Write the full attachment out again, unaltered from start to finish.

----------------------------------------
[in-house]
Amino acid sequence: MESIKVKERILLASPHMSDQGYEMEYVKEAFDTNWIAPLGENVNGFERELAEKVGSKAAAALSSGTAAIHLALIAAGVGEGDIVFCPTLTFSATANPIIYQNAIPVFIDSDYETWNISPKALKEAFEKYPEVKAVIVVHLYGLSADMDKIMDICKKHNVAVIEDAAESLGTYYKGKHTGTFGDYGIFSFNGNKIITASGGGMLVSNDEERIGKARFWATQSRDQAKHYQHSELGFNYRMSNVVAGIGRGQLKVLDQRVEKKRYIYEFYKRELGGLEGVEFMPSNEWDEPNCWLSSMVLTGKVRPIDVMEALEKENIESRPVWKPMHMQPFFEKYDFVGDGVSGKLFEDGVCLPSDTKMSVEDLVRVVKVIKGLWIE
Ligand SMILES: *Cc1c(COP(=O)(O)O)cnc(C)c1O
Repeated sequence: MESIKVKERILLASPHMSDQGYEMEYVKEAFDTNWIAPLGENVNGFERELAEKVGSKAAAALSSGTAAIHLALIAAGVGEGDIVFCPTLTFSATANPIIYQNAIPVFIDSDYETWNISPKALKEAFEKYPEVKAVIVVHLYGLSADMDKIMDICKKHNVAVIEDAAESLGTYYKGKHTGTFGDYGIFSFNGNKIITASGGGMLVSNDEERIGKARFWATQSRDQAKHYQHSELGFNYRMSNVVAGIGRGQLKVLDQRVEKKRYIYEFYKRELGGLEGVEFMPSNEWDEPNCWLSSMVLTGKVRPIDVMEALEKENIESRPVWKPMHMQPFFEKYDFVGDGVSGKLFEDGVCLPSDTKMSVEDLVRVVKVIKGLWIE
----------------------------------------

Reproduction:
[in-house]
Amino acid sequence: MESIKVKERILLASPHMSDQGYEMEYVKEAFDTNWIAPLGENVNGFERELAEKVGSKAAAALSSGTAAIHLALIAAGVGEGDIVFCPTLTFSATANPIIYQNAIPVFIDSDYETWNISPKALKEAFEKYPEVKAVIVVHLYGLSADMDKIMDICKKHNVAVIEDAAESLGTYYKGKHTGTFGDYGIFSFNGNKIITASGGGMLVSNDEERIGKARFWATQSRDQAKHYQHSELGFNYRMSNVVAGIGRGQLKVLDQRVEKKRYIYEFYKRELGGLEGVEFMPSNEWDEPNCWLSSMVLTGKVRPIDVMEALEKENIESRPVWKPMHMQPFFEKYDFVGDGVSGKLFEDGVCLPSDTKMSVEDLVRVVKVIKGLWIE
Ligand SMILES: *Cc1c(COP(=O)(O)O)cnc(C)c1O
Repeated sequence: MESIKVKERILLASPHMSDQGYEMEYVKEAFDTNWIAPLGENVNGFERELAEKVGSKAAAALSSGTAAIHLALIAAGVGEGDIVFCPTLTFSATANPIIYQNAIPVFIDSDYETWNISPKALKEAFEKYPEVKAVIVVHLYGLSADMDKIMDICKKHNVAVIEDAAESLGTYYKGKHTGTFGDYGIFSFNGNKIITASGGGMLVSNDEERIGKARFWATQSRDQAKHYQHSELGFNYRMSNVVAGIGRGQLKVLDQRVEKKRYIYEFYKRELGGLEGVEFMPSNEWDEPNCWLSSMVLTGKVRPIDVMEALEKENIESRPVWKPMHMQPFFEKYDFVGDGVSGKLFEDGVCLPSDTKMSVEDLVRVVKVIKGLWIE